23 December 2010 by Debt and Development Coalition Ireland
This document outlines lessons from the global debt justice movement, provides a background to the Irish EU‐IMF
International Monetary Fund Along with the World Bank, the IMF was founded on the day the Bretton Woods Agreements were signed. Its first mission was to support the new system of standard exchange rates.
When the Bretton Wood fixed rates system came to an end in 1971, the main function of the IMF became that of being both policeman and fireman for global capital: it acts as policeman when it enforces its Structural Adjustment Policies and as fireman when it steps in to help out governments in risk of defaulting on debt repayments.
As for the World Bank, a weighted voting system operates: depending on the amount paid as contribution by each member state. 85% of the votes is required to modify the IMF Charter (which means that the USA with 17,68% % of the votes has a de facto veto on any change).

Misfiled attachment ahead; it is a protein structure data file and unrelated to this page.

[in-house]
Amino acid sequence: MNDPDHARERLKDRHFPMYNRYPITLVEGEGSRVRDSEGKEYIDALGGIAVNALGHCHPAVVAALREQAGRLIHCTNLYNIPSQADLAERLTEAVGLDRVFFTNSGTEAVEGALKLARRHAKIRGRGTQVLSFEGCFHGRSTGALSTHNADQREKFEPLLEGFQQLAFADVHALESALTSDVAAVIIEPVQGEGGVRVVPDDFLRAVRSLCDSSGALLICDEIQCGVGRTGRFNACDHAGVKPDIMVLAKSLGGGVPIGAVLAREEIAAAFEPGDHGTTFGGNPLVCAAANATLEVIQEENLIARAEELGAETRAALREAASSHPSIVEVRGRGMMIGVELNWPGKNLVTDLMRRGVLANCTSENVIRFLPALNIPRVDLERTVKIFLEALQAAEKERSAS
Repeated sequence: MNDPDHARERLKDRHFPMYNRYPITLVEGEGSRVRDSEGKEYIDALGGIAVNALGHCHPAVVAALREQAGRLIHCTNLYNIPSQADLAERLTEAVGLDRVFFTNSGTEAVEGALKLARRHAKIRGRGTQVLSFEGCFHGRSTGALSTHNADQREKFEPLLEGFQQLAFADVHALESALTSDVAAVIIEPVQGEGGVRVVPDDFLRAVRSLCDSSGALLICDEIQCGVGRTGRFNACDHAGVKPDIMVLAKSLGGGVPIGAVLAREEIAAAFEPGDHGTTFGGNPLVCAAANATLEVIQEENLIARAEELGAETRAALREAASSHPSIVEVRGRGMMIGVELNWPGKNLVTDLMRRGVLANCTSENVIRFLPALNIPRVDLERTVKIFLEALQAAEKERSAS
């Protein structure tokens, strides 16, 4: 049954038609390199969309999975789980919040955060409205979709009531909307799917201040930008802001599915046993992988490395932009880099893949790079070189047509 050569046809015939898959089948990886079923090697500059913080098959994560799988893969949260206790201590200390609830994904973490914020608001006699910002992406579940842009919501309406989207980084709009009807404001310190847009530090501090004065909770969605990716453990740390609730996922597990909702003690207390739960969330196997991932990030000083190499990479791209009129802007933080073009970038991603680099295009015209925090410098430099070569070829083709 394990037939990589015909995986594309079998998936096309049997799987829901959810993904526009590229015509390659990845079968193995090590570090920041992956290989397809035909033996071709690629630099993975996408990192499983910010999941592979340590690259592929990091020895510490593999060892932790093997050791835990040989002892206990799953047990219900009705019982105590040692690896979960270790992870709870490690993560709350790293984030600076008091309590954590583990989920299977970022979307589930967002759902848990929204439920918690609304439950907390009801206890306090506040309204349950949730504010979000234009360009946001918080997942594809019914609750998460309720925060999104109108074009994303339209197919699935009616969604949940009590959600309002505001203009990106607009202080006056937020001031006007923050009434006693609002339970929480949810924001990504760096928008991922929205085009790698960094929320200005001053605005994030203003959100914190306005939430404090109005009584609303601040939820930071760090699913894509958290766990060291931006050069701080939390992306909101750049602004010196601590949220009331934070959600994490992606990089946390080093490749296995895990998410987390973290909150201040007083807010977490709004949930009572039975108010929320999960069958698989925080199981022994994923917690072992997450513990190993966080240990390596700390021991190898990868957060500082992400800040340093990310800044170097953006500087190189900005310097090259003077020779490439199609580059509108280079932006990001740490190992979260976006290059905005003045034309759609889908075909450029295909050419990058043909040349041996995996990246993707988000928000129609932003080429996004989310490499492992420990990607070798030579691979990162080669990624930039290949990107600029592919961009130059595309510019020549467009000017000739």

The institution is dominated by five countries: the United States (16,74%), Japan (6,23%), Germany (5,81%), France (4,29%) and the UK (4,29%).
The other 183 member countries are divided into groups led by one country. The most important one (6,57% of the votes) is led by Belgium. The least important group of countries (1,55% of the votes) is led by Gabon and brings together African countries.
http://imf.org loans (up to the 28th November 2010), and offers some recommendations based on these lessons from DDCI. It also flags up recommendations from other groups.
27 March, by Debt and Development Coalition Ireland
19 May 2016, by CADTM , War on Want , Eurodad , Jubilee Debt Campaign , CNCD , Ecologistas en acción , Debt and Development Coalition Ireland , Bretton Woods Project , Attac Finland , Attac Ireland , Both Ends , Ekumenická Akademie , Enabanda , Erlassjahr.de , Entwicklung braucht Entschuldung , European Network on Debt and Development , European Information Human Rights Centre , Společenství Práce a Solidarity , Zukunftskonvent